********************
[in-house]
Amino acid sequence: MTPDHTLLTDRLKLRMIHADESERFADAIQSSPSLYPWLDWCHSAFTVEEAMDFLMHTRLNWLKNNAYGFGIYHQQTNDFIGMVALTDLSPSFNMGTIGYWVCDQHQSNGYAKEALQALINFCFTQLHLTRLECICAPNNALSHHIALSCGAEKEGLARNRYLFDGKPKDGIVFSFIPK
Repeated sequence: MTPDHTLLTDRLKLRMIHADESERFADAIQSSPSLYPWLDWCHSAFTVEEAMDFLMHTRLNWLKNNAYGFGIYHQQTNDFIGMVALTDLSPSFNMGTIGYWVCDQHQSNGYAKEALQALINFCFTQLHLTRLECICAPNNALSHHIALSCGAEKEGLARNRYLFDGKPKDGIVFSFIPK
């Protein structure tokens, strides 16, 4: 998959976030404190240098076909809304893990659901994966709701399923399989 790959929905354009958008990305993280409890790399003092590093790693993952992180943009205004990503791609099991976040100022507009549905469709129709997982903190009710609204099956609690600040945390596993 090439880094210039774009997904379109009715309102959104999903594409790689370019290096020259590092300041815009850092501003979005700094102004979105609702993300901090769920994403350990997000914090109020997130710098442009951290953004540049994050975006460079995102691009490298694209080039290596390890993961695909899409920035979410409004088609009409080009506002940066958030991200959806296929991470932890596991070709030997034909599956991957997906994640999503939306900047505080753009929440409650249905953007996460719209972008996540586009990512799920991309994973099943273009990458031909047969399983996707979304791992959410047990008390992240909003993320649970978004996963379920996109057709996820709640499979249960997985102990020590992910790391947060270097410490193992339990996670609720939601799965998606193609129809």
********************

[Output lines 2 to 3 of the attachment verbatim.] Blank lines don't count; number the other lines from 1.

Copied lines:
Amino acid sequence: MTPDHTLLTDRLKLRMIHADESERFADAIQSSPSLYPWLDWCHSAFTVEEAMDFLMHTRLNWLKNNAYGFGIYHQQTNDFIGMVALTDLSPSFNMGTIGYWVCDQHQSNGYAKEALQALINFCFTQLHLTRLECICAPNNALSHHIALSCGAEKEGLARNRYLFDGKPKDGIVFSFIPK
Repeated sequence: MTPDHTLLTDRLKLRMIHADESERFADAIQSSPSLYPWLDWCHSAFTVEEAMDFLMHTRLNWLKNNAYGFGIYHQQTNDFIGMVALTDLSPSFNMGTIGYWVCDQHQSNGYAKEALQALINFCFTQLHLTRLECICAPNNALSHHIALSCGAEKEGLARNRYLFDGKPKDGIVFSFIPK